Diamond jubilee of supersonic flight, but no passenger operations
15 October 2007
US Air Force test pilot Chuck Yeager was the first to break the sound barrier - 762 miles per hour - on 14 October 1947. But 60 years later, there are no supersonic passenger planes flying.
Supersonic transport has not proved practical for the people. For many years, the Anglo-French Concorde offered trans-Atlantic supersonic passenger service, for a price.
But high operating costs and a ban on supersonic flights over land meant it could never be mass-produced or fly overland routes. Supersonic flight can create sonic booms, window-shattering pressure waves that are intolerable for humans.
But now, four years after the Concorde's final flight, aviation experts are talking about a new generation of supersonic aircraft. Supersonic Aerospace International says its new Quiet Supersonic Transport (QSST) technology could ferry Fortune 500 executives overland, between New York and Los Angeles, in just two hours.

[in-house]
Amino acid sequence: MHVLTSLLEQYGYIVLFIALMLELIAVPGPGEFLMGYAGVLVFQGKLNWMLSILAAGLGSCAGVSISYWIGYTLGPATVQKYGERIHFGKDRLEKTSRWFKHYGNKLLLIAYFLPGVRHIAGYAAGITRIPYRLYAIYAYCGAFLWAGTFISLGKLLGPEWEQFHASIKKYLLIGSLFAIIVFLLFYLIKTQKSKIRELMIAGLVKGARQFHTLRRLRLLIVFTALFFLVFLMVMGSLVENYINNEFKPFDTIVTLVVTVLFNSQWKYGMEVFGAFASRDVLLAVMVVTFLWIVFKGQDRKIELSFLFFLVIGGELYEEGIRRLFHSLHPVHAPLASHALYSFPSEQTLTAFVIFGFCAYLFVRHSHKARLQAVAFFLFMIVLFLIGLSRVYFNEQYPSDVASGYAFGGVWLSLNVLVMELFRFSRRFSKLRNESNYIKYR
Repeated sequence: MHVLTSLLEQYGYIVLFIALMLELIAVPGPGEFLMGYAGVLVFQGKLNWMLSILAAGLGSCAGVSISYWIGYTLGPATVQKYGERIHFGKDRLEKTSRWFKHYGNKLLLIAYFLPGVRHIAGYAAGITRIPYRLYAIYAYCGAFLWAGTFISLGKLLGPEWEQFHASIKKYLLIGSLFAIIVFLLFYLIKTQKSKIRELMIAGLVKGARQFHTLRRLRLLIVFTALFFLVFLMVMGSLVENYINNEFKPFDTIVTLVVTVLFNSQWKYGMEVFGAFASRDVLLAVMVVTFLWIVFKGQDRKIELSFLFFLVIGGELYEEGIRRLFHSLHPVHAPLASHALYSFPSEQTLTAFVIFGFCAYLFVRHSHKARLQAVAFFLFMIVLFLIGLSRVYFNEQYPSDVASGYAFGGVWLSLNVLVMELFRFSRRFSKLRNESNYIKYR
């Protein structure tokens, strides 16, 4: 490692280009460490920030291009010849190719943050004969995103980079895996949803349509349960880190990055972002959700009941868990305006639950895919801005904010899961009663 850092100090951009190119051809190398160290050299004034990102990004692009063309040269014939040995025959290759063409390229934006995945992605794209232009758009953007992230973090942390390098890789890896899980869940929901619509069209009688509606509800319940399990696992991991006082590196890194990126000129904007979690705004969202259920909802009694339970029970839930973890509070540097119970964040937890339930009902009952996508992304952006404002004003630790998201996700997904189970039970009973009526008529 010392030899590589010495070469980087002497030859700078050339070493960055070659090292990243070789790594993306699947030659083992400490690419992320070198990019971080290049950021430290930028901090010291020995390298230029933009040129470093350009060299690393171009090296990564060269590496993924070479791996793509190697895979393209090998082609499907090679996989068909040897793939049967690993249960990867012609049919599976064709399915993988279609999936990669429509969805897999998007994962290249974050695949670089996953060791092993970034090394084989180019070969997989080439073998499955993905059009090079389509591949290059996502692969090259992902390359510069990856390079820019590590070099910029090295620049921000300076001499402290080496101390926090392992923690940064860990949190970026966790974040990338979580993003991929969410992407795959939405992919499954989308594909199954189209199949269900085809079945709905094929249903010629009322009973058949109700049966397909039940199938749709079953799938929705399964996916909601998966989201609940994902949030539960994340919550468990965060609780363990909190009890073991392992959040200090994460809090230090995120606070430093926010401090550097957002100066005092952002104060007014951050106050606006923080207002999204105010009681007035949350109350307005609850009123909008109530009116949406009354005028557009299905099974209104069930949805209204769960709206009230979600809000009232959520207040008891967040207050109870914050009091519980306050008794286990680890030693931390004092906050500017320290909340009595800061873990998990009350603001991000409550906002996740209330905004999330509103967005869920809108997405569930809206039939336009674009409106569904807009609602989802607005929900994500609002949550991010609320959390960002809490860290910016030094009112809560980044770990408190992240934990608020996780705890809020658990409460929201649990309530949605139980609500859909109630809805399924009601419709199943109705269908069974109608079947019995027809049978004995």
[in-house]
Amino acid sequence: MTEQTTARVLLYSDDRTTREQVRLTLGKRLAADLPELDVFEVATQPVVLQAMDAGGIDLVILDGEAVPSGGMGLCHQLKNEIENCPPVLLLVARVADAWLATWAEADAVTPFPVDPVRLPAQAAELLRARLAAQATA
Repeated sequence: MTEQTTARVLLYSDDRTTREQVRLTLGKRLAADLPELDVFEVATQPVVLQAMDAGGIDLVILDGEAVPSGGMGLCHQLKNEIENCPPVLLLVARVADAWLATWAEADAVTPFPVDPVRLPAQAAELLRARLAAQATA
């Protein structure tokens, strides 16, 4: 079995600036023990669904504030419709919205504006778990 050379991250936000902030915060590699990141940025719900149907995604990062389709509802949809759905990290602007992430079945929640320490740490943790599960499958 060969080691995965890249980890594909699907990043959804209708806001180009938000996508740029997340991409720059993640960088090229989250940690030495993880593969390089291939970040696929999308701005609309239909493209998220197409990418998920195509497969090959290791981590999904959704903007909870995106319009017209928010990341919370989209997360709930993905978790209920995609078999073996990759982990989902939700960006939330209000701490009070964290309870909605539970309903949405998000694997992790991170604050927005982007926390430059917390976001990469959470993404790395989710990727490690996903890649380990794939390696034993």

The Aerion Corporation says its 12-seat design would have the same operating cost as a conventional jet. But before any of these new 'supersonic executive jets' can fly popular routes, engineers must silence their sonic booms.
One possible solution is 'Quiet Spike', a joint project between NASA and jet maker Gulfstream. A retractable spike attached to the nose of the plane pierces the pressure wave to the point where people on the ground could not hear the aircraft passing above at 60,000 feet.
If the new supersonic business jets succeed, experts say commercial supersonic flight could be back without the bang around 2030. Analysts believe there is a market for 400 supersonic eight- to 12-seater business jets at a cost of about $80 million (Rs315 crore) each. But that is the cost of a commercial jet that can seat 200 people!